Be Quiet! Dark Power Pro P11 550 W: from gold to platinum

Input filtering

The input filtering of the Be Quiet! Dark Power Pro P11 550 W – as usual – starts directly on the AC inlet with two ceramic Y capacitors and a single film X capacitor. The inlet itself is partially shielded. A single-pole throw switch is used. The AC wires that connect to the mainboard go through a ferrite toroid inductor.


Next we have two more Y caps on the main board (and there’s a fifth one which links the primary and secondary sides) as well as one X film cap, and two common-mode chokes, one of which is wrapped with black insulation tape. The varistor sits right next to the input fuse, and there’s also a thermistor with a relay bypass.  On the bottom of the PCB there’s also a spot for an X cap discharge IC, but it is not populated. Just as was the case with the Corsair RM550x, a bleeder resistor for the X capacitors is also absent. There are however two rectifying diodes that supply the driving circuitry directly.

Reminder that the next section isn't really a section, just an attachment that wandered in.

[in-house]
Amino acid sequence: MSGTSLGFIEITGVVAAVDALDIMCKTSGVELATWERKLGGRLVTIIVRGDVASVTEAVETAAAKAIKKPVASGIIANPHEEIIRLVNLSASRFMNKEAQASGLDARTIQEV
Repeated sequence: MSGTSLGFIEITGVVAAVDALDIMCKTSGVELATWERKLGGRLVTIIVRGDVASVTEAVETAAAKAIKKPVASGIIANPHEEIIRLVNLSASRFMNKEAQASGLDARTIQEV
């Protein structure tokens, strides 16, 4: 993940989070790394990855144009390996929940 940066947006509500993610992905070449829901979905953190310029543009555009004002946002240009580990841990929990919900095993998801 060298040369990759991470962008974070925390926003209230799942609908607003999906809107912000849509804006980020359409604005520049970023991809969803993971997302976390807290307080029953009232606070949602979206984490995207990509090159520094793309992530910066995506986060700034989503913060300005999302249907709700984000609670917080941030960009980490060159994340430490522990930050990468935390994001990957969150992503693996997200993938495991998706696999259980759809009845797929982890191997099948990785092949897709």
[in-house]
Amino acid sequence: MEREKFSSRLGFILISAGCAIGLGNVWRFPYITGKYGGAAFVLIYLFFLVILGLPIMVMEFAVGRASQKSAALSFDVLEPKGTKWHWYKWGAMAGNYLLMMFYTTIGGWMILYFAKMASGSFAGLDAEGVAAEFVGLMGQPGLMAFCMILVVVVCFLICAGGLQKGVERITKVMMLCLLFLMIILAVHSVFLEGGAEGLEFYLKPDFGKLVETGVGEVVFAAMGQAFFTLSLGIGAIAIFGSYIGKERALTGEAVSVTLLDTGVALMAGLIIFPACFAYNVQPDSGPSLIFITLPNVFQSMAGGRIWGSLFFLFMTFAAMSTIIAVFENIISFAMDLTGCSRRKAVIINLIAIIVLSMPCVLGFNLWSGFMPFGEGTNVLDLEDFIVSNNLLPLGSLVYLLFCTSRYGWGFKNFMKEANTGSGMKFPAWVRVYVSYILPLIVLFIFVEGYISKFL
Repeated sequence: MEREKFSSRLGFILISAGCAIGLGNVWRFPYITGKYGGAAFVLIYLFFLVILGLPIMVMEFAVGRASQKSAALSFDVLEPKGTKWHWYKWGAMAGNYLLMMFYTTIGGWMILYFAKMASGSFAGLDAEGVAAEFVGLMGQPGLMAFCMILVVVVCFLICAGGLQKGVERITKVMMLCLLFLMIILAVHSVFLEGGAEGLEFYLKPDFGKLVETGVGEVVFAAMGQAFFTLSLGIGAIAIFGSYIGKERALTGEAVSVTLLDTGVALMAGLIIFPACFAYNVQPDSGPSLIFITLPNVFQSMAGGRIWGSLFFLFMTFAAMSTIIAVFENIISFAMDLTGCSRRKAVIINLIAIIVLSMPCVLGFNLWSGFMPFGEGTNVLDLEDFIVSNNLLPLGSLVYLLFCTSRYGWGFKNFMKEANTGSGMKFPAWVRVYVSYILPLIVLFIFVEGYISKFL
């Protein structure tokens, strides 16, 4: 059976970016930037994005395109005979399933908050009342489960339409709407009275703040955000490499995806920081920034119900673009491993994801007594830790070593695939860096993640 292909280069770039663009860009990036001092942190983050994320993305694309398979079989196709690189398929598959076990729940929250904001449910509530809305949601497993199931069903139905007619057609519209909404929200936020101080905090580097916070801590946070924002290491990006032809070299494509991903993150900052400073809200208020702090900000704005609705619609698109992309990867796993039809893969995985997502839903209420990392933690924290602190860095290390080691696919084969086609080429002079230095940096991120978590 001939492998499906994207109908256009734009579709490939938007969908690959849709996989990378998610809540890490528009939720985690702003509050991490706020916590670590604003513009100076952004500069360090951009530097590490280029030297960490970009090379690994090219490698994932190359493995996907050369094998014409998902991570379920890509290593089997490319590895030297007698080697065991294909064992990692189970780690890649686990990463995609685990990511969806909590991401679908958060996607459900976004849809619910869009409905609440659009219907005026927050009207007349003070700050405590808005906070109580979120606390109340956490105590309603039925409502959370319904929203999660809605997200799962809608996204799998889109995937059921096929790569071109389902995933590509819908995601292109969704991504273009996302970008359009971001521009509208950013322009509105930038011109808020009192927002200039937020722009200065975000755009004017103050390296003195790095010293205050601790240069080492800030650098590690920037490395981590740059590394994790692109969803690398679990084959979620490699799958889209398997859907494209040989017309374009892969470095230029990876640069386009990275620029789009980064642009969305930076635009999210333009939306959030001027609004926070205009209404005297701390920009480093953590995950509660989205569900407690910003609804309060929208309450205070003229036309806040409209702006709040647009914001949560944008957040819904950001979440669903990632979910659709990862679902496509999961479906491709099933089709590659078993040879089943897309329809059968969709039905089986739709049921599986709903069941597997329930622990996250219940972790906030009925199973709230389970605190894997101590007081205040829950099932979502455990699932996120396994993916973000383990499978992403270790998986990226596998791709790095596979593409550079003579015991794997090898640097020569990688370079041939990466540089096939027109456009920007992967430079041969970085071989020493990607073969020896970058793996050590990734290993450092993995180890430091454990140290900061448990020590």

The X capacitors (between the live and neutral) and Y capacitors (between live and ground/neutral and ground, which are also often situated between one side of the high-voltage DC and ground) are used to filter out high-frequency ripple that emanate from the power grid (the noise of which manifests in the form of feedback from electronic devices which lack adequate filtering due to cost cutting, but also from devices where filtering was very difficult to implement) and it also prevents ripple from this unit itself from feeding back into the grid. Chokes are used for the same reason, and together they form an input filter. These components may also (partially) help to filter smaller voltage spikes in the power grid, while the MOV is used to suppress more serious spikes (for example from distant lightning strikes hitting the power grid). These days, more Y capacitors are used even between rectified ground (ground after an input rectifier) and earth ground to suppress internal interference and keep it from getting to the secondary side, because really high-frequency ripple goes everywhere it can to some extent (including coupling through the insulation, metal casing etc…). That is also why the AC wires themselves are often inserted through the ferrite toroid inductor.

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